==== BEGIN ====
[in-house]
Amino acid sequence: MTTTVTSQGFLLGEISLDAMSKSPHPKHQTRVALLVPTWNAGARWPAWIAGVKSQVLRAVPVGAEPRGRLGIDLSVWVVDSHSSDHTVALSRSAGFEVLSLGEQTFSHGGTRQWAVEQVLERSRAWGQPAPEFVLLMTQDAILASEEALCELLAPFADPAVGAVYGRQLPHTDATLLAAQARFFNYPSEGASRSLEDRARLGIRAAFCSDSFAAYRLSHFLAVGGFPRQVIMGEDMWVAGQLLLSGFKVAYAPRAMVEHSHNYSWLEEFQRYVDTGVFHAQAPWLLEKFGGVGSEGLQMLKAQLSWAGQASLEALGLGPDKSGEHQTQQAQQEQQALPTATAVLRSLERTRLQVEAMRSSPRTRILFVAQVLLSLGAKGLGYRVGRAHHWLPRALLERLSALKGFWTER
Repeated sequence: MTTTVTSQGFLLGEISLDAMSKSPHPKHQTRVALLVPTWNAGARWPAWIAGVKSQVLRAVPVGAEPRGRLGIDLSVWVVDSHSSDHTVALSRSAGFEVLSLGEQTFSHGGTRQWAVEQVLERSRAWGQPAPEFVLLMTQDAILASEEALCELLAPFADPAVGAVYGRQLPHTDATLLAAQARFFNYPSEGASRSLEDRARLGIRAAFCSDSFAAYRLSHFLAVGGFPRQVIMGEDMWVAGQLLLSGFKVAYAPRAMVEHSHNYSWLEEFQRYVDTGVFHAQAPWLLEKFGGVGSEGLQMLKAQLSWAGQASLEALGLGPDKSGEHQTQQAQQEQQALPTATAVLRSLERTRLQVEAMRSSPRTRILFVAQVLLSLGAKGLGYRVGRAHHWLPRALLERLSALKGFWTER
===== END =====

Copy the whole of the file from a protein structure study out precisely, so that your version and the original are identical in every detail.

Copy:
[in-house]
Amino acid sequence: MTTTVTSQGFLLGEISLDAMSKSPHPKHQTRVALLVPTWNAGARWPAWIAGVKSQVLRAVPVGAEPRGRLGIDLSVWVVDSHSSDHTVALSRSAGFEVLSLGEQTFSHGGTRQWAVEQVLERSRAWGQPAPEFVLLMTQDAILASEEALCELLAPFADPAVGAVYGRQLPHTDATLLAAQARFFNYPSEGASRSLEDRARLGIRAAFCSDSFAAYRLSHFLAVGGFPRQVIMGEDMWVAGQLLLSGFKVAYAPRAMVEHSHNYSWLEEFQRYVDTGVFHAQAPWLLEKFGGVGSEGLQMLKAQLSWAGQASLEALGLGPDKSGEHQTQQAQQEQQALPTATAVLRSLERTRLQVEAMRSSPRTRILFVAQVLLSLGAKGLGYRVGRAHHWLPRALLERLSALKGFWTER
Repeated sequence: MTTTVTSQGFLLGEISLDAMSKSPHPKHQTRVALLVPTWNAGARWPAWIAGVKSQVLRAVPVGAEPRGRLGIDLSVWVVDSHSSDHTVALSRSAGFEVLSLGEQTFSHGGTRQWAVEQVLERSRAWGQPAPEFVLLMTQDAILASEEALCELLAPFADPAVGAVYGRQLPHTDATLLAAQARFFNYPSEGASRSLEDRARLGIRAAFCSDSFAAYRLSHFLAVGGFPRQVIMGEDMWVAGQLLLSGFKVAYAPRAMVEHSHNYSWLEEFQRYVDTGVFHAQAPWLLEKFGGVGSEGLQMLKAQLSWAGQASLEALGLGPDKSGEHQTQQAQQEQQALPTATAVLRSLERTRLQVEAMRSSPRTRILFVAQVLLSLGAKGLGYRVGRAHHWLPRALLERLSALKGFWTER